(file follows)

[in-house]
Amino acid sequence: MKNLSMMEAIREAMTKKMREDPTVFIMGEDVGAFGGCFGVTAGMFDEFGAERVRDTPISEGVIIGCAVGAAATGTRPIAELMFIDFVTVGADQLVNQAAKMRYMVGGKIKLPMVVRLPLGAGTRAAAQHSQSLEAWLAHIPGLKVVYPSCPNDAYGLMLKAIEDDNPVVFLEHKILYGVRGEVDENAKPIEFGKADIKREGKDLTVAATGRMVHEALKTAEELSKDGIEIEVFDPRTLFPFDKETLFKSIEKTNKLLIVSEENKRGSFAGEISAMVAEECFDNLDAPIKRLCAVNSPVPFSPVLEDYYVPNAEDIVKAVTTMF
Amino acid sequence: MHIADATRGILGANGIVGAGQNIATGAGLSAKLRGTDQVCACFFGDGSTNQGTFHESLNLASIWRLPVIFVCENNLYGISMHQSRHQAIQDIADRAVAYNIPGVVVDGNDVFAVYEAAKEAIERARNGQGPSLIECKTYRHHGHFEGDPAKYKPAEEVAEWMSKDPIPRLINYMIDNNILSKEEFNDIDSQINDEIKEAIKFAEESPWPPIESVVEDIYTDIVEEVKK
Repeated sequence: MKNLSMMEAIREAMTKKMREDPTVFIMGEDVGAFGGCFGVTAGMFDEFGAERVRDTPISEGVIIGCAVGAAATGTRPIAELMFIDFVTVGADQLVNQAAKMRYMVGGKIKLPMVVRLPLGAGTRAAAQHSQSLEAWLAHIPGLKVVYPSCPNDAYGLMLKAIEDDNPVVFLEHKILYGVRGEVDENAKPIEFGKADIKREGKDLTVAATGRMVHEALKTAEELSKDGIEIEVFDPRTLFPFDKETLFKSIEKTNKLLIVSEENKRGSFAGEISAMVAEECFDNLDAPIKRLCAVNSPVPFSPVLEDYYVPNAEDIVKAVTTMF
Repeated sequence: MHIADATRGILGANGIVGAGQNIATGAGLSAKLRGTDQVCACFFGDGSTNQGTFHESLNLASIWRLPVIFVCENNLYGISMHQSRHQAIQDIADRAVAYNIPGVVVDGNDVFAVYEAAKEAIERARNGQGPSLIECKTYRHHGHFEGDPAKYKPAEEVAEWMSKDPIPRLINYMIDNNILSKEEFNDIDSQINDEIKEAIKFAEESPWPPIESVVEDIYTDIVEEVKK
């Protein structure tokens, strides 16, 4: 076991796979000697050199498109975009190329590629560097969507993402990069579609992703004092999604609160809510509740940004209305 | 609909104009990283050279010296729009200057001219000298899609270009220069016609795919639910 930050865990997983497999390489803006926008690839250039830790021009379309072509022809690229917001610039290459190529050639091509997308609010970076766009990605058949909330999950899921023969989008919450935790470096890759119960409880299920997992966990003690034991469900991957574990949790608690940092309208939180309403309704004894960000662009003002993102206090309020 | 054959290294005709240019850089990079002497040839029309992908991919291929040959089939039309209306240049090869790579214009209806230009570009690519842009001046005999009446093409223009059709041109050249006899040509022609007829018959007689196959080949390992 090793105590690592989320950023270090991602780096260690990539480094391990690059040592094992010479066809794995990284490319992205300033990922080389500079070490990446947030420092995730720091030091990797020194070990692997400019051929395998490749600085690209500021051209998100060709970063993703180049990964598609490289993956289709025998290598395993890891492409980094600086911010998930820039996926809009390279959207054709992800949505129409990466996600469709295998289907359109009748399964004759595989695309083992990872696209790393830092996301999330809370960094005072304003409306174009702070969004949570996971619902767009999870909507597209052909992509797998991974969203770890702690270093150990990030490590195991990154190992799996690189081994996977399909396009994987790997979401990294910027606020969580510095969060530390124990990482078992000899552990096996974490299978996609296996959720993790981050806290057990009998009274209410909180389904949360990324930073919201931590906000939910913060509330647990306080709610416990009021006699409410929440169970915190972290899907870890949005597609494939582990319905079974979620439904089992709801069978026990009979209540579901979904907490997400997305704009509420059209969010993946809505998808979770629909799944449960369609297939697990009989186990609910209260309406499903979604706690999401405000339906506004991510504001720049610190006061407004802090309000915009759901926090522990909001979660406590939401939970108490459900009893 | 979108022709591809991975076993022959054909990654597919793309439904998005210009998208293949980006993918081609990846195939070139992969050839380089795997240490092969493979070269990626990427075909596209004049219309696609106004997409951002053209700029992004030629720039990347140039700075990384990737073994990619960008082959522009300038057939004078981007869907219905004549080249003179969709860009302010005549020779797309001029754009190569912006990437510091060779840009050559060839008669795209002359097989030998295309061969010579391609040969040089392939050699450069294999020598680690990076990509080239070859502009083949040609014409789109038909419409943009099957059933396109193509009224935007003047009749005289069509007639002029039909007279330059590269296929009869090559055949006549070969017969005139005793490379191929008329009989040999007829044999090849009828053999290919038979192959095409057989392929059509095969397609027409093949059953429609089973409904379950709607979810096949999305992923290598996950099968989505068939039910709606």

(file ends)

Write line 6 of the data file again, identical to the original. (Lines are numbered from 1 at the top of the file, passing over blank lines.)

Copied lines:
């Protein structure tokens, strides 16, 4: 076991796979000697050199498109975009190329590629560097969507993402990069579609992703004092999604609160809510509740940004209305 | 609909104009990283050279010296729009200057001219000298899609270009220069016609795919639910 930050865990997983497999390489803006926008690839250039830790021009379309072509022809690229917001610039290459190529050639091509997308609010970076766009990605058949909330999950899921023969989008919450935790470096890759119960409880299920997992966990003690034991469900991957574990949790608690940092309208939180309403309704004894960000662009003002993102206090309020 | 054959290294005709240019850089990079002497040839029309992908991919291929040959089939039309209306240049090869790579214009209806230009570009690519842009001046005999009446093409223009059709041109050249006899040509022609007829018959007689196959080949390992 090793105590690592989320950023270090991602780096260690990539480094391990690059040592094992010479066809794995990284490319992205300033990922080389500079070490990446947030420092995730720091030091990797020194070990692997400019051929395998490749600085690209500021051209998100060709970063993703180049990964598609490289993956289709025998290598395993890891492409980094600086911010998930820039996926809009390279959207054709992800949505129409990466996600469709295998289907359109009748399964004759595989695309083992990872696209790393830092996301999330809370960094005072304003409306174009702070969004949570996971619902767009999870909507597209052909992509797998991974969203770890702690270093150990990030490590195991990154190992799996690189081994996977399909396009994987790997979401990294910027606020969580510095969060530390124990990482078992000899552990096996974490299978996609296996959720993790981050806290057990009998009274209410909180389904949360990324930073919201931590906000939910913060509330647990306080709610416990009021006699409410929440169970915190972290899907870890949005597609494939582990319905079974979620439904089992709801069978026990009979209540579901979904907490997400997305704009509420059209969010993946809505998808979770629909799944449960369609297939697990009989186990609910209260309406499903979604706690999401405000339906506004991510504001720049610190006061407004802090309000915009759901926090522990909001979660406590939401939970108490459900009893 | 979108022709591809991975076993022959054909990654597919793309439904998005210009998208293949980006993918081609990846195939070139992969050839380089795997240490092969493979070269990626990427075909596209004049219309696609106004997409951002053209700029992004030629720039990347140039700075990384990737073994990619960008082959522009300038057939004078981007869907219905004549080249003179969709860009302010005549020779797309001029754009190569912006990437510091060779840009050559060839008669795209002359097989030998295309061969010579391609040969040089392939050699450069294999020598680690990076990509080239070859502009083949040609014409789109038909419409943009099957059933396109193509009224935007003047009749005289069509007639002029039909007279330059590269296929009869090559055949006549070969017969005139005793490379191929008329009989040999007829044999090849009828053999290919038979192959095409057989392929059509095969397609027409093949059953429609089973409904379950709607979810096949999305992923290598996950099968989505068939039910709606």